Investment into the PV industry was dominated by Chinese banks in 2010, according to a new detailed report from Mercom Capital Group. Venture capital reached US$1.67 billion from 65 transactions – an 18% increase on the 2009 figure – but this was dwarfed by the contribution Chinese banks made to the debt and other funding sector of the industry.
Mercom noted that US$34 billion was provided by Chinese Government Banks to Chinese solar companies last year. Key beneficiaries were LDK Solar, Yingli Green, JA Solar, Suntech and Trina Solar.
The largest single transaction was the US$8.9 billion credit facility to LDK Solar by China Development Bank. The largest credit transactions from outside China was the US$350 million credit facility for Suntech, followed by a US$300 million credit facility for First Solar.
Chinese PV manufacturers have invested much of this money in capacity expansions, a trend which is set to continue in 2011.
However, Mercom also noted the merger and acquisition (M&A) trends in the sector; highlighting that a total of US$2 billion was spent, primarily in attempts by firms to vertically integrate and move downstream. A lot of project developers, including Recurrent Energy, NextLight and Sunray were acquired to enable access to the project development sector, which has continued in 2011 with the recent news that polysilicon producer OCI has acquired CornerStone Power Development.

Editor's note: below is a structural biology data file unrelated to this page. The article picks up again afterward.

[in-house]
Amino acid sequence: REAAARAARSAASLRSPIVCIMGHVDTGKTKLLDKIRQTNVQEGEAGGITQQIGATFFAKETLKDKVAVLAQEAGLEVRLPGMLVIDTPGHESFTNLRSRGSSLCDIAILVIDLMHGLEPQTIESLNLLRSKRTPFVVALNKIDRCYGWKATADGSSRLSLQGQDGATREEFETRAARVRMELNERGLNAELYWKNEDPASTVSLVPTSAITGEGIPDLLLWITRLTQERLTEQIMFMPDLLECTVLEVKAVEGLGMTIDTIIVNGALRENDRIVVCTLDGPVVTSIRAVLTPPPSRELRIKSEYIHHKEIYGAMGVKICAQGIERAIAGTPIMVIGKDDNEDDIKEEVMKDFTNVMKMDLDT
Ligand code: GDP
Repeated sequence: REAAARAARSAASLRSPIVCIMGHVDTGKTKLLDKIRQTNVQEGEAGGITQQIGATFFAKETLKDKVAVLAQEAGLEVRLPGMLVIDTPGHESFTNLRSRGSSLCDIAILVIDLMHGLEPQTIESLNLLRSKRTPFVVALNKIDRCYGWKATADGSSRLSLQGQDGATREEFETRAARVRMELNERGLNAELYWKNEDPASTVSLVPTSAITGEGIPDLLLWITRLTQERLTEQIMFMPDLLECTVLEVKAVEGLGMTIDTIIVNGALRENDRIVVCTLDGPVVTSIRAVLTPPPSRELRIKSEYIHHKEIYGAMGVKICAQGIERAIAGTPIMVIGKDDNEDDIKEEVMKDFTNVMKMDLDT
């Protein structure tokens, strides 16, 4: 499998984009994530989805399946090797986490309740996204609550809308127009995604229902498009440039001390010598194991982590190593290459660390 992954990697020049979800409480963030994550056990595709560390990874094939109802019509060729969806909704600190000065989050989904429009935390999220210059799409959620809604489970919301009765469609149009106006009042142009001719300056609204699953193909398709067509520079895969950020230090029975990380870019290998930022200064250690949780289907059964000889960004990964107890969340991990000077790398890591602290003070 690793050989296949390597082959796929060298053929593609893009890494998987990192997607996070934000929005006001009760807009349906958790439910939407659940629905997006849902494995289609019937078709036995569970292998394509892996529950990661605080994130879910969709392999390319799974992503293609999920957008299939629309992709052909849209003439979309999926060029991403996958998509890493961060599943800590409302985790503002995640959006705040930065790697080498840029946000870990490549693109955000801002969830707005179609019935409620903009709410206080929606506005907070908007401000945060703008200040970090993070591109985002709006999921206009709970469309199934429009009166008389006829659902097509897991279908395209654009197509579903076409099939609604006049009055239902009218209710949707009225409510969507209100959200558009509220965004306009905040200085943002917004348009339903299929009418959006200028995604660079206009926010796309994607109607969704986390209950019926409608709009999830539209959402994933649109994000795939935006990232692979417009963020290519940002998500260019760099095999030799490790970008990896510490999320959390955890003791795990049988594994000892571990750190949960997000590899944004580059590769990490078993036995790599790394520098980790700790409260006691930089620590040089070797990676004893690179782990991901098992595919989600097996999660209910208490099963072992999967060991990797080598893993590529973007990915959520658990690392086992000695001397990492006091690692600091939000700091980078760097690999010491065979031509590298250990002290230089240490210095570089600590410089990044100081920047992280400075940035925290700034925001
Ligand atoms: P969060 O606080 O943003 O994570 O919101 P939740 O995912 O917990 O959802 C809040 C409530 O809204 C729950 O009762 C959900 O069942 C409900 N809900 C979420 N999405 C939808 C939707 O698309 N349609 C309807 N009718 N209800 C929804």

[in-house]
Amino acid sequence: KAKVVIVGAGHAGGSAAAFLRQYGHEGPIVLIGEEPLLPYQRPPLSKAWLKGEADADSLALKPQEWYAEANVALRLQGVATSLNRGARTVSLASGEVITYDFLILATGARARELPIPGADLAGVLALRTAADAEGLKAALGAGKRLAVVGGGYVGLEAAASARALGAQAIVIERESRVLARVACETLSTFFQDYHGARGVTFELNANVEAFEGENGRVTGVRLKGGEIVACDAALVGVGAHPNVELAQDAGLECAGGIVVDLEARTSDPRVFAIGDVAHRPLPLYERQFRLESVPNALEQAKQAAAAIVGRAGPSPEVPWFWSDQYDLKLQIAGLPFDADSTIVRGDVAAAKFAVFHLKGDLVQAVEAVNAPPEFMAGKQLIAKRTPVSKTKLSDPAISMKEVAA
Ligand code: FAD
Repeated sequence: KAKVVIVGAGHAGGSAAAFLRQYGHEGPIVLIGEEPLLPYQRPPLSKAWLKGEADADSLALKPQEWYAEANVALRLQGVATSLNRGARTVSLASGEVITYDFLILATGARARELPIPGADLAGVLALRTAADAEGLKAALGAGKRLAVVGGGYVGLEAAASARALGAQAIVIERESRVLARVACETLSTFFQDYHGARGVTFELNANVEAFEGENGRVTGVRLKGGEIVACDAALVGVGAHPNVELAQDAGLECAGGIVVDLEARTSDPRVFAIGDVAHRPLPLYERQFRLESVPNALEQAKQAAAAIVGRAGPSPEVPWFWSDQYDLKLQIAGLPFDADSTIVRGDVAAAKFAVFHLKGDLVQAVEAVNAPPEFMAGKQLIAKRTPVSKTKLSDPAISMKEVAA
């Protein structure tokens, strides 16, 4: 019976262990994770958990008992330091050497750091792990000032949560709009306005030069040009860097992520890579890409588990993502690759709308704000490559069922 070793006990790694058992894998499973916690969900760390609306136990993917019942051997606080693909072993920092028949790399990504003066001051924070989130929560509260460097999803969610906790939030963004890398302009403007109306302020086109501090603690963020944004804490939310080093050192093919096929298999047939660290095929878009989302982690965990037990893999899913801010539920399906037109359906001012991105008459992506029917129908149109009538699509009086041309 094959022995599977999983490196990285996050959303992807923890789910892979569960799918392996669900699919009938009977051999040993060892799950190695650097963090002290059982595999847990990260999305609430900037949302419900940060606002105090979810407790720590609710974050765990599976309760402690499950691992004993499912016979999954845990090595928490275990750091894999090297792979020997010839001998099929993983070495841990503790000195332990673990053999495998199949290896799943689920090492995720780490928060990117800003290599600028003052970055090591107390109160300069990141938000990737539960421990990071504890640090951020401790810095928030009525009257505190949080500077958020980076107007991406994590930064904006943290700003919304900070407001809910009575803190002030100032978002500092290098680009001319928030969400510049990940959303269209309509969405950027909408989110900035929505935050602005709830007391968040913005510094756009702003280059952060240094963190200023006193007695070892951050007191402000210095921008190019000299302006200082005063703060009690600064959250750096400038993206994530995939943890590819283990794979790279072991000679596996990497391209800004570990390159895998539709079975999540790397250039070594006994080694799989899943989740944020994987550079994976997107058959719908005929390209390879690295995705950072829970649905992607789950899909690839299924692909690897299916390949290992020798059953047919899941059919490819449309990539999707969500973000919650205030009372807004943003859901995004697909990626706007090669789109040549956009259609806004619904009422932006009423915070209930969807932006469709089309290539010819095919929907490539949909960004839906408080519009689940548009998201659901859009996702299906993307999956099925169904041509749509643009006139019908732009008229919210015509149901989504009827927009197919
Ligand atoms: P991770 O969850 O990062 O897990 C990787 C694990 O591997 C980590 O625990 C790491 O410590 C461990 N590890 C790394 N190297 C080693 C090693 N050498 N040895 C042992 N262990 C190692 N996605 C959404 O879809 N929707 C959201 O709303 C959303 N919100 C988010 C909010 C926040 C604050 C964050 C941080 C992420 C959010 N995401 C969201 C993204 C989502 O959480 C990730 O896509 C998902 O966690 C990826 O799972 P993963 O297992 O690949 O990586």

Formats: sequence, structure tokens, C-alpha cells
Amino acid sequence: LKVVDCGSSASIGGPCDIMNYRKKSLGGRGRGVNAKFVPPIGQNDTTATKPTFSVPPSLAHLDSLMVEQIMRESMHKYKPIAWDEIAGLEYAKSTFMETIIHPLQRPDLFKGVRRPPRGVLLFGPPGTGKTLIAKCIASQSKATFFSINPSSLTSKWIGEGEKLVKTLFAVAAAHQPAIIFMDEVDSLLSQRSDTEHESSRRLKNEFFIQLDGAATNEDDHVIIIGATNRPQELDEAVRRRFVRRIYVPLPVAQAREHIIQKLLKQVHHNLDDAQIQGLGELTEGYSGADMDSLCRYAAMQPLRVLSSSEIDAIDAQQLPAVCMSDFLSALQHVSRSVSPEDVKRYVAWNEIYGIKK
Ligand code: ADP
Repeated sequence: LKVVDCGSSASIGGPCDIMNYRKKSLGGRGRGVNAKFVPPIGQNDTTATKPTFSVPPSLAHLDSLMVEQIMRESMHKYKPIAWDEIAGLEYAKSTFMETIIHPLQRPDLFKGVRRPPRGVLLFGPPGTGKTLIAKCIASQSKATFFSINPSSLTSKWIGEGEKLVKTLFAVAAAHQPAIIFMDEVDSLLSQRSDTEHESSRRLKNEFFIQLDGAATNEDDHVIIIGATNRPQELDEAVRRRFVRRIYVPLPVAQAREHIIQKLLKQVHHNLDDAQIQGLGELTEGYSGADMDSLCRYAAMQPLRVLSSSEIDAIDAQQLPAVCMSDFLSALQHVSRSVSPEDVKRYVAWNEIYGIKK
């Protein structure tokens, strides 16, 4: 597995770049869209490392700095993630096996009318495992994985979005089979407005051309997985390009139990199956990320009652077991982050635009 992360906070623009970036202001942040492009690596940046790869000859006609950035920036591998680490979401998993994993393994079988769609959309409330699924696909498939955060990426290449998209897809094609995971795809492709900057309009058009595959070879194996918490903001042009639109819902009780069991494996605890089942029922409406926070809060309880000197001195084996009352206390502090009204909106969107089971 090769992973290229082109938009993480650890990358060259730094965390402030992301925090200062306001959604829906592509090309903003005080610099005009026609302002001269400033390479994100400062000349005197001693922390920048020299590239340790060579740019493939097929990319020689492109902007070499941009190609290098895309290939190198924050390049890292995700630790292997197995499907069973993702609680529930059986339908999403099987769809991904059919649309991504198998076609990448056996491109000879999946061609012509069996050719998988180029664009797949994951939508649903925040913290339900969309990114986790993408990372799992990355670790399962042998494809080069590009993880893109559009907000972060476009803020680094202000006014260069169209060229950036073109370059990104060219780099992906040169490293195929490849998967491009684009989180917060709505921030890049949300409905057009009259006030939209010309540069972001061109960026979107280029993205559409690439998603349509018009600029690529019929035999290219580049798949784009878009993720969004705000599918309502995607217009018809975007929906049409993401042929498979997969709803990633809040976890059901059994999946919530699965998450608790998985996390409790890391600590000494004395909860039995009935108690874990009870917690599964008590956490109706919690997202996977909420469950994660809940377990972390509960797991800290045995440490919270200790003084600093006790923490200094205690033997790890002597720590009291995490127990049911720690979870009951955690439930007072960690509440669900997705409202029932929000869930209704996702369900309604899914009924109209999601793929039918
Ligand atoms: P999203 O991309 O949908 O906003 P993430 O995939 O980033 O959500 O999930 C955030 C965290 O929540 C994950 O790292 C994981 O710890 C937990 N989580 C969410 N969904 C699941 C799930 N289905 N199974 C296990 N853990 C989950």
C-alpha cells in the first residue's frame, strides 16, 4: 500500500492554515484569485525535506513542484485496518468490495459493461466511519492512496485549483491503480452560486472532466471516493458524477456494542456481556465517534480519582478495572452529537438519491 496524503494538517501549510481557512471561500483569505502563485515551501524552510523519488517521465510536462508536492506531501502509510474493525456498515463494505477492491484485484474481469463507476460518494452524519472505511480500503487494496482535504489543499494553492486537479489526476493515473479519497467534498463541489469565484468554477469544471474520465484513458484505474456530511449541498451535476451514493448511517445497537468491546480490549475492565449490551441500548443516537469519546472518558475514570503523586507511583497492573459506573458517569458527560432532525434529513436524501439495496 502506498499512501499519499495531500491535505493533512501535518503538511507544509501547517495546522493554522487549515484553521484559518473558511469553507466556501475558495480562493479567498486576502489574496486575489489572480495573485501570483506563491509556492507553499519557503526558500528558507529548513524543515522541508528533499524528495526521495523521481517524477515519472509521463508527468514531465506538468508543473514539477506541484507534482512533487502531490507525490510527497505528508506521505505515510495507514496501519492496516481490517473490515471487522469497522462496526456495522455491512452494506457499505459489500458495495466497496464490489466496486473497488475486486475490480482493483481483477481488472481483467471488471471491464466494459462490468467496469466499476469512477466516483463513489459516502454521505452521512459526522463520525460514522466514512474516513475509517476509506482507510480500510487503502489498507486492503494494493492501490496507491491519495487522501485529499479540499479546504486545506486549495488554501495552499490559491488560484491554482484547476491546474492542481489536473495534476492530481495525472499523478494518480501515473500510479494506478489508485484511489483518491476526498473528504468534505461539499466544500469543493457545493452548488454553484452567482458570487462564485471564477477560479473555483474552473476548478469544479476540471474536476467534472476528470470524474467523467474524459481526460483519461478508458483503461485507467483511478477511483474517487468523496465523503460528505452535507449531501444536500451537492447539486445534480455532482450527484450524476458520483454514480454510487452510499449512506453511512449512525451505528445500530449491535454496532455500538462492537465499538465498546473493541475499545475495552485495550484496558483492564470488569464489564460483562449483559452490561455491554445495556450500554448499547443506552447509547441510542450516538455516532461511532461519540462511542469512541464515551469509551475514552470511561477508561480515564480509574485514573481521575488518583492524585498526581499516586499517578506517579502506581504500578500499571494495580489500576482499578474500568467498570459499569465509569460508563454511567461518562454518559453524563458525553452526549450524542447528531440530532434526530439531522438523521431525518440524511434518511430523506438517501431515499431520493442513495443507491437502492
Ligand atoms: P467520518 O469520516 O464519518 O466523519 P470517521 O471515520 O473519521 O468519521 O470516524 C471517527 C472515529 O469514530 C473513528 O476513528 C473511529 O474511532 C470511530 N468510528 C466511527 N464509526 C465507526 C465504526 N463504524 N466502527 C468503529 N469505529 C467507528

Solar project M&A is said to have started to pickup in the second half of 2010, with a total of US$450 million spent. Significant transactions that were recently announced include K Road Sun's purchase of the Tessera Solar Calico Project and NRG Energy's acquisition of First Solar’s 290MW Aqua Caliente Solar Project.